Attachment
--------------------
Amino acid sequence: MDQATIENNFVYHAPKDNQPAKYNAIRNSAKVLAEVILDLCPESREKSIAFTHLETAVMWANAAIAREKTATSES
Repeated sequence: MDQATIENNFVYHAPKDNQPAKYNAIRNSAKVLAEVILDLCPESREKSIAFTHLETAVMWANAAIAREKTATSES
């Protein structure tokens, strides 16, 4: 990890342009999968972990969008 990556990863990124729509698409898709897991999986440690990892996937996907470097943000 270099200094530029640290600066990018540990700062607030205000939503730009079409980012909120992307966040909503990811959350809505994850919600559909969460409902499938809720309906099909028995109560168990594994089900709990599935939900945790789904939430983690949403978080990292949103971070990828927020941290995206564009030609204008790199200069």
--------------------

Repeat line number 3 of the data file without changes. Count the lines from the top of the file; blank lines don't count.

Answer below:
């Protein structure tokens, strides 16, 4: 990890342009999968972990969008 990556990863990124729509698409898709897991999986440690990892996937996907470097943000 270099200094530029640290600066990018540990700062607030205000939503730009079409980012909120992307966040909503990811959350809505994850919600559909969460409902499938809720309906099909028995109560168990594994089900709990599935939900945790789904939430983690949403978080990292949103971070990828927020941290995206564009030609204008790199200069």